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Dan "Dank" Kingston

Take the 22 question HuffPost Marijuana Quiz and see if you’re test your marijuana knowledge!
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Scott Perry CBD Oil
US Rep. Scott Perry (R-PA) has introduced a bill to Congress that would make cannabidiol (CBD) legal under federal law. CBD oil is the marijuana-based oil that has been shown to reduce seizures in children with debilitating epilepsy and helps with other medical conditions.

“These children and individuals like them deserve a chance to lead a healthy and productive life and our government shouldn’t stand in the way,” said Perry.

If passed, the “Charlotte’s Web Medical Hemp Act of 2014″ would allow states to permit patients suffering from epilepsy and other related medical conditions to use CBD oil that is extremely low in THC (the psychoactive component in marijuana) but very potent in CBD content.

Currently, federal law states that any product made from marijuana is illegal, as marijuana remains classified as a Schedule I drug.

The bill would allow children and adults with epilepsy and other seizure disorders access to cannabidiol for treatment by removing CBD oil and therapeutic hemp from the federal definition of marijuana in the Controlled Substances Act. Therapeutic hemp would be defined at the federal level as marijuana containing no more than .3 percent tetrahydrocannabinol (THC), under the bill.

Eleven states (Alabama, Florida, Iowa, Kentucky, Mississippi, Missouri, North Carolina, South Carolina, Tennessee, Utah, and Wisconsin) have enacted laws this year to allow CBD-based medications. Many of the laws passed in these states are not workable due to the current limitations imposed under federal law and are unlikely to provide much, if any, relief for patients.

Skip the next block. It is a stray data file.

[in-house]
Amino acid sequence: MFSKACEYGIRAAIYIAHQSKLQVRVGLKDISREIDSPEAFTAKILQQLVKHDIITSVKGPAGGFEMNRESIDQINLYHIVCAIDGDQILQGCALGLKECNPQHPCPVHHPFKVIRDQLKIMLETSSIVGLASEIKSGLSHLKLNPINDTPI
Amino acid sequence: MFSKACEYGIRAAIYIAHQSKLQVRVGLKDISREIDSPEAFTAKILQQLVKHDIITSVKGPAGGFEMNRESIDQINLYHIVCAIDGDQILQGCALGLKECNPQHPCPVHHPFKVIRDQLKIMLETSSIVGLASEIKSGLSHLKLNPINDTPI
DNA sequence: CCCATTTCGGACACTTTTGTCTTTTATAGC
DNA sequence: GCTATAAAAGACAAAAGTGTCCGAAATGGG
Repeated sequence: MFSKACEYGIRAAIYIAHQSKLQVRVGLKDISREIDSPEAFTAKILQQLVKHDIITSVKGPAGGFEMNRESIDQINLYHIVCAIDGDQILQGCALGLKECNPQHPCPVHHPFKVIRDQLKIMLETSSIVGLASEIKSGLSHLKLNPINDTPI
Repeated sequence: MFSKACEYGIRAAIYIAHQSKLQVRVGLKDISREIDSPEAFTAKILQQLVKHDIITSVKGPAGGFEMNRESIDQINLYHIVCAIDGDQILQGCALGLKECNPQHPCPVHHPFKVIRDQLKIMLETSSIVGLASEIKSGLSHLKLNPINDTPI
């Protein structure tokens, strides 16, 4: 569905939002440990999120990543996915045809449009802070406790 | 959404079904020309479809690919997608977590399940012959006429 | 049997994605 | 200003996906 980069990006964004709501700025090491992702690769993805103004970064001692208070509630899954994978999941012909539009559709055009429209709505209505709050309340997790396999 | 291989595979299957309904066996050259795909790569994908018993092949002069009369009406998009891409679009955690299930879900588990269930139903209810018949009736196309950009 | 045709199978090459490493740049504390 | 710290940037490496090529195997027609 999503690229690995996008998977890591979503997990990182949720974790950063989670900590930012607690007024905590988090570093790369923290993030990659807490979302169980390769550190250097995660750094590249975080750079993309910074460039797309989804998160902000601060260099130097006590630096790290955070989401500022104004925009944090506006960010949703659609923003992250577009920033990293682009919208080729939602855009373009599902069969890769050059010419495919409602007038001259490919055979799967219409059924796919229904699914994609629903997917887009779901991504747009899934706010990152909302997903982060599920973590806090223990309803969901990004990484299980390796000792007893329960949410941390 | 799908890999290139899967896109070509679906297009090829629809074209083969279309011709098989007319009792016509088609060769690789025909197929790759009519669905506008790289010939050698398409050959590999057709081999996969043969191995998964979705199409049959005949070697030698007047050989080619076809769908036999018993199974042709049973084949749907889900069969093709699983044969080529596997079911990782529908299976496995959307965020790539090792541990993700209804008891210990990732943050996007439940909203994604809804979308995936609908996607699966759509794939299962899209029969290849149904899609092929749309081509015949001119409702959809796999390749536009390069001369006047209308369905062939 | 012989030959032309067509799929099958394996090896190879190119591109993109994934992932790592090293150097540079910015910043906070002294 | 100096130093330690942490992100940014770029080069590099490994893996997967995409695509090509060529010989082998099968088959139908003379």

In addition, 23 states and the District of Columbia have passed laws allowing medical marijuana for a wide variety of medical conditions, including seizures and chronic pain.

Marijuana Exercise

In general, people know exercise is good for the mind and body. But contrary to popular belief, it’s not just endorphins (the chemical which makes you feel good after an activity such as exercise) that make physical activity so great.

The medical community already knows the human body stores tetrahydrocannabidiol (THC), the main psychoactive compound in marijuana, in fat. However, a study by Drug and Alcohol Dependence shows that the THC-to-fat storage process can give exercisers an added boost, even up to 28 days after the consumption of marijuana.

As the body begins to burn fat, traces of THC are released back into the bloodstream, producing a mild effect similar to consuming a small amount of marijuana. THC blood levels increase by approximately 15% immediately after moderate exercise, but the increase is no longer present two hours after exercising.